I have a very good friend who has had what can only be described as a truly “crappy year”. Marion has been off work since this March with terrible symptoms of a disease which was only diagnosed in the second half of Summer. The diagnosis finally came in after many months of debilitating pain and it was determined that she had Lyme’s Disease.
The short-term solution was a course of antibiotics to kick the disease into touch, but there is a further 6 months of drugs required; if you go down the route of traditional medicine. The alternative was described to her as a “really strict diet” and I have to agree that it is quite limited. Essentially Marion has to train her body to accept foods in the same way you would when weaning a baby onto solids. Before this process can begin though it is essential to pack meal times with minerals, and these come from stock!
Now Mazza and I were in the same class together at cooking school and whenever we discussed making stocks, it was also impressed on us that a stock is to be simmered very gently and also not cooked for too long. Either of these things would destroy the nutritional content of the stock and you don’t want to do that. Interestingly enough, Mazza has been working with a Scandinavian doctor who specializes in healing the bodies ailments using natural methods. For the first week of treatment the food regime was 72 hour cooked stock – That was it! When I heard this I thought it was some special stock because nobody would surely cook a stock for 72 hours, but this is essentially what happens. Yes you lose the nutrient rich content of a homemade stock, but by cooking chicken bones for this length of time you drawn out the minerals and get them into solution, which helps line the gut.
After the first week you are allowed to introduce 1 new food a day into your diet and see how your system reacts. They are of course introduced in a carefully thought out sequence, and each item is first cooked in the stock, which makes it easier for the digestive system to assimilate the food.
It got me thinking about the importance of stocks in cooking and why people don’t make stock more often. Granted the brown stocks are a bit more involved, but vegetable stock and chicken stock are quite straight forward and don’t take that long to make. In-fact a vegetable stock only needs 20 minutes to simmer and doesn’t really require much attention.
One of the things I have noticed as I’ve been and cooked in other people’s homes is that you can be busy working away in their kitchen for hours making lots of intricate and wonderful things and as you’d expect people wander into the kitchen to make a drink or maybe lunch. This generally happens with little fuss and maybe the odd comment that something you’re doing looks quite tricky. However, as soon as you throw a few simple ingredients into a large pan and simmer it on the stove the comments get excited because you have evoked everyone’s sense of smell! As a cook in the kitchen it can also be a very therapeutic thing to have on the go in the background.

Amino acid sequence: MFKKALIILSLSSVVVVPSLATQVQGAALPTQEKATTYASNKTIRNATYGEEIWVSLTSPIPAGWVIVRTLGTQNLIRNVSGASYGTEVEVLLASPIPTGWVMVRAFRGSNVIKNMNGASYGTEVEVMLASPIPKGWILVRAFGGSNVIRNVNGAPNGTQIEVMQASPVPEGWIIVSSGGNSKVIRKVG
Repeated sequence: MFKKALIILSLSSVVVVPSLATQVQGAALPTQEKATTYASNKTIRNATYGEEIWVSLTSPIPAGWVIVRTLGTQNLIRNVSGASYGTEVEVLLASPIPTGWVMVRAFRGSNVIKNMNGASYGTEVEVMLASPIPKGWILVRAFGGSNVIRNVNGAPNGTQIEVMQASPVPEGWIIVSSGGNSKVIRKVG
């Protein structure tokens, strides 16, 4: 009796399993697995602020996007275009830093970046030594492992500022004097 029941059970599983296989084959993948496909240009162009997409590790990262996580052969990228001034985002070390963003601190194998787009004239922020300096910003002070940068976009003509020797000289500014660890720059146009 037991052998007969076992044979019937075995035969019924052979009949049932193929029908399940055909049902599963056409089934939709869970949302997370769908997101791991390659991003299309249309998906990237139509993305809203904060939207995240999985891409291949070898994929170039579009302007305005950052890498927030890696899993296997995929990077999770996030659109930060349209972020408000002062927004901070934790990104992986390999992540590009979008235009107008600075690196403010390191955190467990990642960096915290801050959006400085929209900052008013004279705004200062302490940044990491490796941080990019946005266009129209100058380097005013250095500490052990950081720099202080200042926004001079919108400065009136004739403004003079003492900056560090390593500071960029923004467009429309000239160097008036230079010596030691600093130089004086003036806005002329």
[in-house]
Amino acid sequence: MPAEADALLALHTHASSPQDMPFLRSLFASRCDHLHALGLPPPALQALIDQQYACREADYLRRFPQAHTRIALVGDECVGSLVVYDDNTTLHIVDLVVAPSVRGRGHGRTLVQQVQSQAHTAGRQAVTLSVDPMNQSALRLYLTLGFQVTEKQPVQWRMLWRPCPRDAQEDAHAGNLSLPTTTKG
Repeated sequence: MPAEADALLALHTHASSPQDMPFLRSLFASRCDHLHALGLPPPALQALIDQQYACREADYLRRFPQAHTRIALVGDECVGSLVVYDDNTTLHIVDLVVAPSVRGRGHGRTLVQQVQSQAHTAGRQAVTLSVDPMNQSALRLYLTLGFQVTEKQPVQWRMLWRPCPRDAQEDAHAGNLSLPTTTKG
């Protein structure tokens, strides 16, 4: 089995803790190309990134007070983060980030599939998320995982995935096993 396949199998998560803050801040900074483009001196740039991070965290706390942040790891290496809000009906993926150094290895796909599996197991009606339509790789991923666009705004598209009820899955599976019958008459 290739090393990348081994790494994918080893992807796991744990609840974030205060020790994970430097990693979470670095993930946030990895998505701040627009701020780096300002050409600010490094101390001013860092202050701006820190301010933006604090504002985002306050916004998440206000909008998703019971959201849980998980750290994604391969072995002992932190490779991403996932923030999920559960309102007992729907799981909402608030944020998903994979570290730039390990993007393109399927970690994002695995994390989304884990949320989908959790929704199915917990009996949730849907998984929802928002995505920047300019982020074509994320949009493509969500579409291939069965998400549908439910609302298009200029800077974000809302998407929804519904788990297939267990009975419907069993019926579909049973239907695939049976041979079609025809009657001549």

Homemade vegetable and chicken stocks are a great base for so many soups, and for me it’s just nicer to make your own stock instead of diluting some stock cube/pot that may have flavour but any sense of nutrition is so diminished due to large-scale manufacturing.
Homemade stock will keep in a container in the fridge for up to 1 week, or freeze for up to 3 months. By simmering a brown stock to a reduced volume you also have the most amazing glace de viande for those truly glossy sauces you see in high-end restaurants.
Below are links to recipes for stocks, starting with a simple vegetable stock and progressing through to beef and lamb. The Christmas season is coming up and I guarantee you that your gravy will never have tasted as good as if you use the neck and giblets to make your base stock!
- Vegetable Stock (5′ prep + 20′ simmer)
- Chicken Stock (5′ prep + 1.5 hr simmer)
- Beef & Lamb Stock (10′ prep + 7-9 hr cooking time)
To cool stock quickly simple place your large saucepan into a sink of cold water and stir frequently until cool enough to bottle and place in the fridge. You may have to replace the cold water in the sink once or twice as the heat is transferred out of your beautiful stock.
Give these stocks a go. You’ll notice that there is little or no salt in them, unlike the stock cubes/pots you buy in the shops. The body does of course need salt for balanced function but I prefer to put salt in for seasoning during or at the end of cooking. Having a salty stock can make balancing the finished flavours of a dish difficult, which is essentially what will happen using pre-made stock.
I almost forgot to mention that Mazza is well on the road to recovery. It is great to see and hear that she is getting back to her former energetic self! The world needs more Mazza’s 🙂 x
Posted on November 14, 2013, in Me, Recipes and tagged Beef Stock Recipe, Chicken Stock Recipe, Lamb Stock Recipe, Richard Holden Blog, Taking Stock, Vegetable Stock Recipe. Bookmark the permalink. 2 Comments.